Budget 2021: A summary for fleets
Chancellor Rishi Sunak’s second Budget speech has allayed concerns of sudden and swift tax rises to pay off the ‘Covid bill’, instead unveiling a number of extended support and ‘levelling-up’ measures, with varying impact to fleets.
A three-part plan and super deduction
Sunak said the Budget would “meet the moment” with a three-part plan to protect the jobs and livelihoods of the British people.
The first focus was on protecting the people. Despite outlining Covid-19’s “profound effect on the UK economy” – and detailing that GDP for 2020 as a whole fell by 9.9%, the largest annual fall in 300 years – there were no nasty surprises in the Budget for household finances. Rates of income tax and national insurance will not go up although, from next year, personal tax thresholds will be frozen until 2026, creating additional higher-rate taxpayers.
The Budget also pledged continued support to enable the reopening of the economy in line with the roadmap – the furlough scheme will be extended until the end of September and support for the self-employed will continue. The full business rates holiday will also be extended until June followed by a two-thirds discount for the following nine months.
In total, the 2021 Budget announces an additional £65bn of measures over this year and next which, combined with the support at the Spending Review 2020 and the measures announced at the Spring Budget last year, bring total fiscal support over this year and next to £407bn.
For businesses, however, there was a nasty surprise that the rate of corporation tax paid on company profits will increase from 19% to 25%, albeit with a two-year reprieve until 2023 and with the 19% rate remaining for businesses with profits up to £50k and tiered protections for businesses between £50k and £250k. This comes under the second Budget prong, covering work to fix public finances.
But in line with the Government’s focus on an ‘investment-led recovery’, the Chancellor also announced a temporary 130% upfront capital allowances super deduction for investment in plant and machinery. This comes under his third Budget prong to begin the work of building our future economy and has been much welcomed, including by the BVRLA, which says it can be used for investment in electric vehicle (EV) charging infrastructure; the association had highlighted the need for additional EV infrastructure tax relief in its Budget requests.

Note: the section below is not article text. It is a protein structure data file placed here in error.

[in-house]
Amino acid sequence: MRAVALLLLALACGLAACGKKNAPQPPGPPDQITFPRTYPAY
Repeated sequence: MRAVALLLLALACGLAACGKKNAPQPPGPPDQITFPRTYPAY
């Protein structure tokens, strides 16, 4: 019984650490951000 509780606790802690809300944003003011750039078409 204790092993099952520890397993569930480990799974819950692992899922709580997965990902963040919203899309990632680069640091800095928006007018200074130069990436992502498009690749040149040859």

According to the BVRLA, the super deduction scheme will apply to EV charge points but not the grid upgrades – its policy team is trying to clarify whether it also applies to ground work and cables, etc.
Nigel May, partner at accountancy firm MHA MacIntyre Hudson, also welcomed the super deduction scheme and said it was the standout tax giveaway in the Budget but time-limited for good reason.
“The operation of the relief depends upon what the cost relates to. For most business equipment, there will be a super-deduction of 130% of the expenditure incurred. This will mean that on a spend of £100,000, the corporation tax deduction will be £130,000, giving corporation tax relief at 19% on £130,000 which is £24,700. Normally such expenditure would either fall within a company’s annual investment allowance and produce relief of only £19,000 or alternatively be tax-relieved at 18% of the cost per annum. In any case, the super deduction produces enhanced and accelerated relief.”
But he had a warning: “Companies looking to use this relief will need to take care when the assets that the expenditure relates to are sold: tax charges may then arise clawing back the relief. It is perhaps worth noting that certain expenditure is excluded, in particular the acquisition of company cars.”